Christians, Jews and Muslims collaborating? Aren't they supposed to be enemies? Not on a hill outside Danville, at San Damiano Retreat Center. There, arranged by a Jewish resettlement agency, nine refugees have stayed over the last year thanks to a multi-faith circle of support.
This improbable cooperation began when Amy Weiss, who works at the agency, was losing sleep. Because of astronomical real estate, she had nowhere to house refugees. She does her work not because refugees are Jewish, but because Jewish people know the meaning of exile. When she sent out a desperate plea, transitional and emergency housing came from an unlikely source; a Catholic friary.
"We've got room!" Franciscan Brother Mike Minton responded. In the last year, he's discovered how refugees bring out the best humanity of all participants. Everyone stands taller: Episcopalians arranged transportation and free haircuts, Mormons donated from their food banks, and Muslims gave clothing. A Methodist minister who'd been making a retreat at the center donated money towards expenses. Later, her Protestant congregation prayed for Catholic Franciscans, in partnership with a Jewish agency, helping Middle-Easterners of various religions.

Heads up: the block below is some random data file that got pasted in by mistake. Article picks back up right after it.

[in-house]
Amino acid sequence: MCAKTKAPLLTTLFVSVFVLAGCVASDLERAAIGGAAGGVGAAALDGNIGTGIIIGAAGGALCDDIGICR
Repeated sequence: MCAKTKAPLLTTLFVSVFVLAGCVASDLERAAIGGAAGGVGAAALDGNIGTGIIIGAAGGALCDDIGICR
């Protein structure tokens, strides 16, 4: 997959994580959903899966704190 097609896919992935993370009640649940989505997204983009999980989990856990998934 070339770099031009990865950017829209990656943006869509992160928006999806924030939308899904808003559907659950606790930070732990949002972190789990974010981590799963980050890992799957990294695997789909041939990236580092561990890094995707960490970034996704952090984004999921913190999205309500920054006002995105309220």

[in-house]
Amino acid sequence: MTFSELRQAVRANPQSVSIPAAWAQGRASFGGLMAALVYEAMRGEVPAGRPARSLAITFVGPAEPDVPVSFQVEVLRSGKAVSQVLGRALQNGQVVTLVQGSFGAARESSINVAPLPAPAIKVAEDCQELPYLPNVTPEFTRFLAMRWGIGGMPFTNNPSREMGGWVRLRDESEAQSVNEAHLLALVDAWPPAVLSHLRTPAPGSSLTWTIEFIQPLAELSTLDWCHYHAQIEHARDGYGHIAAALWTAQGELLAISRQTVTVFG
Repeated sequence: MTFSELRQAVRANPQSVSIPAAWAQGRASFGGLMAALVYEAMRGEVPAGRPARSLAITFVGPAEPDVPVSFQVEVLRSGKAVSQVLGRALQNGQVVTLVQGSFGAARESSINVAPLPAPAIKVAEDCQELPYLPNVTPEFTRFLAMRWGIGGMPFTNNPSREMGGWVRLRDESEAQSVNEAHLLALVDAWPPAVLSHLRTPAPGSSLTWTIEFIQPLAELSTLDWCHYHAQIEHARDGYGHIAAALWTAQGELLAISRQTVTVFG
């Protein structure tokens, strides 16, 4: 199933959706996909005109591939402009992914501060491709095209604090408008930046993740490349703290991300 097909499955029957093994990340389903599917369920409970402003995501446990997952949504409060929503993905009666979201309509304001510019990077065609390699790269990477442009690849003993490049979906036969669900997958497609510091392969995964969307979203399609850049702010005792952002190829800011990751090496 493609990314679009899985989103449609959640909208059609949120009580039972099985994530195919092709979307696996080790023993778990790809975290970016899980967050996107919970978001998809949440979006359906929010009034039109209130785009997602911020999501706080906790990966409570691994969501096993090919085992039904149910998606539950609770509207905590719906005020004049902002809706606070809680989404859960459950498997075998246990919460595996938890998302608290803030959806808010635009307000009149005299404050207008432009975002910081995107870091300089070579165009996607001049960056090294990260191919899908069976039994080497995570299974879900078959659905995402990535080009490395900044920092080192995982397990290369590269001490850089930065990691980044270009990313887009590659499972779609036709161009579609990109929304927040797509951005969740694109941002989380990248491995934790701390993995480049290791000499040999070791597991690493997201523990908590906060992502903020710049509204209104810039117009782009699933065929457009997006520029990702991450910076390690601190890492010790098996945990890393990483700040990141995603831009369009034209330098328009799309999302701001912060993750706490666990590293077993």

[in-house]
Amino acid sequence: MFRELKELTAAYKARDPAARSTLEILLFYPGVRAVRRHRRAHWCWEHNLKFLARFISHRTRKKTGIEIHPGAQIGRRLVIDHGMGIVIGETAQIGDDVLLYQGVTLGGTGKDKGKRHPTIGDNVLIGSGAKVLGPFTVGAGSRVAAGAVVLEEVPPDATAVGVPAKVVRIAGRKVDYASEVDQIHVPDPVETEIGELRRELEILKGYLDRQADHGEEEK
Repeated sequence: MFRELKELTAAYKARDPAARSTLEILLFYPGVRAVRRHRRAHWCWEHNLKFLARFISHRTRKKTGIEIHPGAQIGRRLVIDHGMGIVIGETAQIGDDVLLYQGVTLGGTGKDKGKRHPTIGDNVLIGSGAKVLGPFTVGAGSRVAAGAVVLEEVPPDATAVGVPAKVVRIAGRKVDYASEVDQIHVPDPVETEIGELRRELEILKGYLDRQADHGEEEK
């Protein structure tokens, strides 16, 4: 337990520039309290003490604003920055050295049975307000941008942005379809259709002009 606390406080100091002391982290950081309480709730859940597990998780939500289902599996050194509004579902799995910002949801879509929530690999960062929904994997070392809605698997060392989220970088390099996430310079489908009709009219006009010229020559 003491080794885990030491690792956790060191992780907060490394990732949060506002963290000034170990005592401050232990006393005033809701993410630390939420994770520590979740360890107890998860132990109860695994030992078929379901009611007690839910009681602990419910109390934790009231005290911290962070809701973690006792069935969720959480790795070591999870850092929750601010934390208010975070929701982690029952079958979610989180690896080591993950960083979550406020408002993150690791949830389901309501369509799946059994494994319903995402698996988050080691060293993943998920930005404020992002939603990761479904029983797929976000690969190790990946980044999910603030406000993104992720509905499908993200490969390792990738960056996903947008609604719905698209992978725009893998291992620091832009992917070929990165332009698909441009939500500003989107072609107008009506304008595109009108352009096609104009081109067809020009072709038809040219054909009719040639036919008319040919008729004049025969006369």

When a San Damiano employee saw the first resident lifting a laptop high and low around the grounds, she thought he was searching for a signal, and explained he could get WiFi in his room. The boy replied, "I'm Skyping with my mom, so she can see how safe I am." A Ugandan added: "This is the only place in my life I've been fed without expectations."
Current residents Jamal and Kalal fled Afghanistan 17 years ago when the Taliban targeted their family because their dad served in the army. The older brother wants to be a chef. The younger studies computers.